Having achieved an incredible record of GDP growth during the East Asian Miracle, around 8 per cent per annum, Korea has been expanding its prominence in the global economy even though it was hardly unscathed by the Asian financial crisis. Moreover, amidst the increasing interests in the emerging markets especially in China, Korea’s geopolitical importance is growing in the global world.

Our forum, in this critical time, aims to reconsider the South Korea economic growth from 1960-80s that was (or claimed to be) mainly driven by the government intervention to promote its exports. The long-term implications of the government industrial policies on today’s economy will be explored thoroughly to allow us to learn from the past and forge ahead. Moreover, the discussion regarding the adaptability of other developing countries to follow suit will be held. Post- financial crisis (2008), some economists raised concerns for Big Governments whose expenditure is considered to be excessively large. The Korean government, as those of other countries, injected a large sum of money into the economy in the hope that it would stimulate the economy and stampede the economic recession. Though our forum mainly focuses on the government intervention of the 1960-80s, the fundamental question vis-à-vis the efficiency of the government intervention in promoting the economic growth is unavoidable.

Current hostility between the Two Koreas in light of series of political and military crises such as the bombing of Yeon-Pyong Do and the alleged sinking of Cheon-ahn Vessel also adds another dimension to the discussion in our forum. Since the end of the Korean War, although economic growth, facilitated by government intervention had been drastic, tension in the Korean Peninsula still remains a problem to be solved. While there is no doubt that all will agree ‘discussion’ is the way forward in harmonising differences between the Two Koreas, two main opposing political strategies regarding how to achieve this illusive harmony is slowing the peace-talk processes even further. If South Korea cannot resolve the internal differences regarding their dealings with the North, all future peace-talks seem inevitably to grind to a stalemate without producing fruitful outcomes. We will use this forum as a platform to evaluate these two methods in contention—whether to approach our Northern counterpart with hard-line policy or to opt for engagement talks, reflecting from the outcome of both approaches previously used.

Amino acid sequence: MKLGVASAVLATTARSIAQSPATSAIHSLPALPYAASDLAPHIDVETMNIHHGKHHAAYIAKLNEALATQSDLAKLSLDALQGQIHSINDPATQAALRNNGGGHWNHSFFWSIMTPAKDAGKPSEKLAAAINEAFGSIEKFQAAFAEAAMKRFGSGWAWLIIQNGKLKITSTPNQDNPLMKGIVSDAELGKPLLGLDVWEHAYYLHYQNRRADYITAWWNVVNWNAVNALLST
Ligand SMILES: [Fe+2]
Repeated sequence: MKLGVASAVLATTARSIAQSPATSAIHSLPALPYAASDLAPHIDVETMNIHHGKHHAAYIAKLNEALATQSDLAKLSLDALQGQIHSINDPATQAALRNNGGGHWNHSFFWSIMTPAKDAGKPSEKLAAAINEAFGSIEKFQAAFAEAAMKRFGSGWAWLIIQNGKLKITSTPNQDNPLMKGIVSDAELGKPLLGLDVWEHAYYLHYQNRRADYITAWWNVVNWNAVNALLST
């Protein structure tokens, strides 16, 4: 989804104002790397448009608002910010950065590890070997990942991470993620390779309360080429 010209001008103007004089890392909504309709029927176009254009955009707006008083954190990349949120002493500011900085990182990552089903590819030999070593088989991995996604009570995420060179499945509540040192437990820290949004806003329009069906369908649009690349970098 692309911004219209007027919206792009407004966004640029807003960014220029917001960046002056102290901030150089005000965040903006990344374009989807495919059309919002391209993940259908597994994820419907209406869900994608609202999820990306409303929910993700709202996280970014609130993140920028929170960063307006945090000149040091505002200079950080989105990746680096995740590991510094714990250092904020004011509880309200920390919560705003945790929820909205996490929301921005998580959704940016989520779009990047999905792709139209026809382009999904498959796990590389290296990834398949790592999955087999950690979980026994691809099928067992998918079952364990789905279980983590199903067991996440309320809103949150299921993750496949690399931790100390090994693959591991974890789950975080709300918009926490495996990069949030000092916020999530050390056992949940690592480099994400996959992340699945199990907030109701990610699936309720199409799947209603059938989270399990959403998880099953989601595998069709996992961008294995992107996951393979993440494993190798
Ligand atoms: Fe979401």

Our forum will thus discuss two major topics: for the economic session, the sustainability of the South Korean economic growth in 1960-80s that was mainly driven by the government’s industrial policies and the adaptability of other developing countries to follow suit; for the political session, the South Korean stance towards the North in light of the current crises.